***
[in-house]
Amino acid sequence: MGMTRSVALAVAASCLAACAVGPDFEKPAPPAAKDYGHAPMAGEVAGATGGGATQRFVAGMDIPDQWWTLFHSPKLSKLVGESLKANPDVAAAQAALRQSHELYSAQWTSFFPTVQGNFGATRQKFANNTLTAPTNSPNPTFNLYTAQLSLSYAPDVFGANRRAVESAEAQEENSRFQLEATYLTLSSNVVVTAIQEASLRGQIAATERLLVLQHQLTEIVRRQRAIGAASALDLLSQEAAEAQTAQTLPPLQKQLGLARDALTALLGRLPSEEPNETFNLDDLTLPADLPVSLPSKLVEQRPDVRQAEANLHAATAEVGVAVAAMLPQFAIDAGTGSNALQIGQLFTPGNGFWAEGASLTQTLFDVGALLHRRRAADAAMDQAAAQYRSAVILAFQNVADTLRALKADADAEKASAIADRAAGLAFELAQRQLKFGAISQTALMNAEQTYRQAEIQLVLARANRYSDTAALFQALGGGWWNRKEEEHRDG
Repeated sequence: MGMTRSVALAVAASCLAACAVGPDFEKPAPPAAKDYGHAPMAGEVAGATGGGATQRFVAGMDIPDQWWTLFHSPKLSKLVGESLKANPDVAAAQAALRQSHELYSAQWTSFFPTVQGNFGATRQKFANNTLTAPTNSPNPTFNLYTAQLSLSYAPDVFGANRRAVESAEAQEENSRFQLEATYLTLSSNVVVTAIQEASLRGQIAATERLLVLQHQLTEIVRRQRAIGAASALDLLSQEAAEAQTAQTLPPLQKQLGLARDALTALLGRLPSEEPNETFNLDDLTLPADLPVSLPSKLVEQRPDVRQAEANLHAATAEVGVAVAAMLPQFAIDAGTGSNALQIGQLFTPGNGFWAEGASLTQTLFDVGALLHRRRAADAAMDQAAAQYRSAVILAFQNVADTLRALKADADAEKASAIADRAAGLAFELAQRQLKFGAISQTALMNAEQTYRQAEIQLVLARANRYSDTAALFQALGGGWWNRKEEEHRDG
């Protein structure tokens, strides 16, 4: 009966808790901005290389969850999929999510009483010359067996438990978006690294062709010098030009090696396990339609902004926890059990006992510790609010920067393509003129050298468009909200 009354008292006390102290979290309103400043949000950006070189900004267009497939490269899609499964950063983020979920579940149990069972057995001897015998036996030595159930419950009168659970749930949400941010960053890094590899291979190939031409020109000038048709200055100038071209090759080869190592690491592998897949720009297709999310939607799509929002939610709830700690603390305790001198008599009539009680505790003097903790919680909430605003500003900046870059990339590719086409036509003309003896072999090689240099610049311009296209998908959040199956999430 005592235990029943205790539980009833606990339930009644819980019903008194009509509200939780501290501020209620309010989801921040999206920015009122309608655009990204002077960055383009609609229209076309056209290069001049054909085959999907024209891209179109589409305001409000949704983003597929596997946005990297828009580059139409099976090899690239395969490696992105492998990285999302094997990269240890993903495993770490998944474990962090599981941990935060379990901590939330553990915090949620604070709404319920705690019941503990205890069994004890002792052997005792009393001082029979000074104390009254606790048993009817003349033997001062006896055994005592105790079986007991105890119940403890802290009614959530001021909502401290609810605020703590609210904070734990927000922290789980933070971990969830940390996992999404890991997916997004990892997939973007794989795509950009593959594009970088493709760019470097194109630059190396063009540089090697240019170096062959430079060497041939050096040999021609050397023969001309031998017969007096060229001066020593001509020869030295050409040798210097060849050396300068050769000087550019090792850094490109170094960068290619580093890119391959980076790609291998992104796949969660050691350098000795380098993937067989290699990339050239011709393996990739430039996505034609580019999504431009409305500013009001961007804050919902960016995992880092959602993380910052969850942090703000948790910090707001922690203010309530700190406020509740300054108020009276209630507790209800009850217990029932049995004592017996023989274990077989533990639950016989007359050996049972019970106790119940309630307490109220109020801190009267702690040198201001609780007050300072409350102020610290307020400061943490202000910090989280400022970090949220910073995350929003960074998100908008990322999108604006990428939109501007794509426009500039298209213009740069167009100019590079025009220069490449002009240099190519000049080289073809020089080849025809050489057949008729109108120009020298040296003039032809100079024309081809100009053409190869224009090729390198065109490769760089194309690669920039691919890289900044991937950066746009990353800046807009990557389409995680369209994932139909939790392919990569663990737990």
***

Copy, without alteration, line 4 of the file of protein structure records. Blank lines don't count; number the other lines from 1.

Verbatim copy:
């Protein structure tokens, strides 16, 4: 009966808790901005290389969850999929999510009483010359067996438990978006690294062709010098030009090696396990339609902004926890059990006992510790609010920067393509003129050298468009909200 009354008292006390102290979290309103400043949000950006070189900004267009497939490269899609499964950063983020979920579940149990069972057995001897015998036996030595159930419950009168659970749930949400941010960053890094590899291979190939031409020109000038048709200055100038071209090759080869190592690491592998897949720009297709999310939607799509929002939610709830700690603390305790001198008599009539009680505790003097903790919680909430605003500003900046870059990339590719086409036509003309003896072999090689240099610049311009296209998908959040199956999430 005592235990029943205790539980009833606990339930009644819980019903008194009509509200939780501290501020209620309010989801921040999206920015009122309608655009990204002077960055383009609609229209076309056209290069001049054909085959999907024209891209179109589409305001409000949704983003597929596997946005990297828009580059139409099976090899690239395969490696992105492998990285999302094997990269240890993903495993770490998944474990962090599981941990935060379990901590939330553990915090949620604070709404319920705690019941503990205890069994004890002792052997005792009393001082029979000074104390009254606790048993009817003349033997001062006896055994005592105790079986007991105890119940403890802290009614959530001021909502401290609810605020703590609210904070734990927000922290789980933070971990969830940390996992999404890991997916997004990892997939973007794989795509950009593959594009970088493709760019470097194109630059190396063009540089090697240019170096062959430079060497041939050096040999021609050397023969001309031998017969007096060229001066020593001509020869030295050409040798210097060849050396300068050769000087550019090792850094490109170094960068290619580093890119391959980076790609291998992104796949969660050691350098000795380098993937067989290699990339050239011709393996990739430039996505034609580019999504431009409305500013009001961007804050919902960016995992880092959602993380910052969850942090703000948790910090707001922690203010309530700190406020509740300054108020009276209630507790209800009850217990029932049995004592017996023989274990077989533990639950016989007359050996049972019970106790119940309630307490109220109020801190009267702690040198201001609780007050300072409350102020610290307020400061943490202000910090989280400022970090949220910073995350929003960074998100908008990322999108604006990428939109501007794509426009500039298209213009740069167009100019590079025009220069490449002009240099190519000049080289073809020089080849025809050489057949008729109108120009020298040296003039032809100079024309081809100009053409190869224009090729390198065109490769760089194309690669920039691919890289900044991937950066746009990353800046807009990557389409995680369209994932139909939790392919990569663990737990």